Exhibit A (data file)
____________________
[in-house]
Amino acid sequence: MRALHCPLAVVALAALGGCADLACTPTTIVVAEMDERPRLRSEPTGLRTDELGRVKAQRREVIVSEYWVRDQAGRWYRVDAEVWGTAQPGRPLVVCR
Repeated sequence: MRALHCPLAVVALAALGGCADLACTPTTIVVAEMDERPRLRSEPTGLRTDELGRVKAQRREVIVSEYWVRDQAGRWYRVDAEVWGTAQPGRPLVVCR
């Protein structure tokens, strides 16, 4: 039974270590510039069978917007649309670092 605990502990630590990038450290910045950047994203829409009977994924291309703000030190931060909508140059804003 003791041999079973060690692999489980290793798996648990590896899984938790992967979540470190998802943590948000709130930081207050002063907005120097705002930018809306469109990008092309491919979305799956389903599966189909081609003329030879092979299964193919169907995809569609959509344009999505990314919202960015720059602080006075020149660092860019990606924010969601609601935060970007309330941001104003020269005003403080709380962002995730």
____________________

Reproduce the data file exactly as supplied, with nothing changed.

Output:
[in-house]
Amino acid sequence: MRALHCPLAVVALAALGGCADLACTPTTIVVAEMDERPRLRSEPTGLRTDELGRVKAQRREVIVSEYWVRDQAGRWYRVDAEVWGTAQPGRPLVVCR
Repeated sequence: MRALHCPLAVVALAALGGCADLACTPTTIVVAEMDERPRLRSEPTGLRTDELGRVKAQRREVIVSEYWVRDQAGRWYRVDAEVWGTAQPGRPLVVCR
């Protein structure tokens, strides 16, 4: 039974270590510039069978917007649309670092 605990502990630590990038450290910045950047994203829409009977994924291309703000030190931060909508140059804003 003791041999079973060690692999489980290793798996648990590896899984938790992967979540470190998802943590948000709130930081207050002063907005120097705002930018809306469109990008092309491919979305799956389903599966189909081609003329030879092979299964193919169907995809569609959509344009999505990314919202960015720059602080006075020149660092860019990606924010969601609601935060970007309330941001104003020269005003403080709380962002995730």